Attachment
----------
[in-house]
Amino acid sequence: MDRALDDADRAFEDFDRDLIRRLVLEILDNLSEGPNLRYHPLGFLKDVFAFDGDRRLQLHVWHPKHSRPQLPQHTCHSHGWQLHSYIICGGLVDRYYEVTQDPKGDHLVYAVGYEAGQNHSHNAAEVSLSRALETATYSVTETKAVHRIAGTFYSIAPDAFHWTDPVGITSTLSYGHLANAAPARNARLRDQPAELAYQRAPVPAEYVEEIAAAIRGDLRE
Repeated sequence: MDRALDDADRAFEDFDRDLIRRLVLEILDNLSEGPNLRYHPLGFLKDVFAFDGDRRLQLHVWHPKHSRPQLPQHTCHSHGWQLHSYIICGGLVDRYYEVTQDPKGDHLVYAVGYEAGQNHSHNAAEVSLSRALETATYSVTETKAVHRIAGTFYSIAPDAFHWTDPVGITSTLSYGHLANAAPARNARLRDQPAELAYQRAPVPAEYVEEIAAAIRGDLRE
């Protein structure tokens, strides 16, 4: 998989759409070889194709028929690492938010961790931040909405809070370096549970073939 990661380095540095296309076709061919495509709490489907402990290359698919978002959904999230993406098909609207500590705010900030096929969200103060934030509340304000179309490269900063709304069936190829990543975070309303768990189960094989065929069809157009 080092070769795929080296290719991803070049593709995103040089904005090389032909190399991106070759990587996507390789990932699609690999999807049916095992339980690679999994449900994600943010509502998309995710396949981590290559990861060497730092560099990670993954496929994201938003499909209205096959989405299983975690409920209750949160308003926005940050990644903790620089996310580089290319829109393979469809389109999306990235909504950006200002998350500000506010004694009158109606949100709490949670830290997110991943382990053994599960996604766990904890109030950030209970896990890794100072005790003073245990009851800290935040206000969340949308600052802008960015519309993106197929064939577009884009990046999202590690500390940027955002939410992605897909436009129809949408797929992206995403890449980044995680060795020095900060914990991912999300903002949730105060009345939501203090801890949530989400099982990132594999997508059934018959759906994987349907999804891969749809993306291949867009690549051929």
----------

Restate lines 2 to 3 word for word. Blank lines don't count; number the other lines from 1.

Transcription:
Amino acid sequence: MDRALDDADRAFEDFDRDLIRRLVLEILDNLSEGPNLRYHPLGFLKDVFAFDGDRRLQLHVWHPKHSRPQLPQHTCHSHGWQLHSYIICGGLVDRYYEVTQDPKGDHLVYAVGYEAGQNHSHNAAEVSLSRALETATYSVTETKAVHRIAGTFYSIAPDAFHWTDPVGITSTLSYGHLANAAPARNARLRDQPAELAYQRAPVPAEYVEEIAAAIRGDLRE
Repeated sequence: MDRALDDADRAFEDFDRDLIRRLVLEILDNLSEGPNLRYHPLGFLKDVFAFDGDRRLQLHVWHPKHSRPQLPQHTCHSHGWQLHSYIICGGLVDRYYEVTQDPKGDHLVYAVGYEAGQNHSHNAAEVSLSRALETATYSVTETKAVHRIAGTFYSIAPDAFHWTDPVGITSTLSYGHLANAAPARNARLRDQPAELAYQRAPVPAEYVEEIAAAIRGDLRE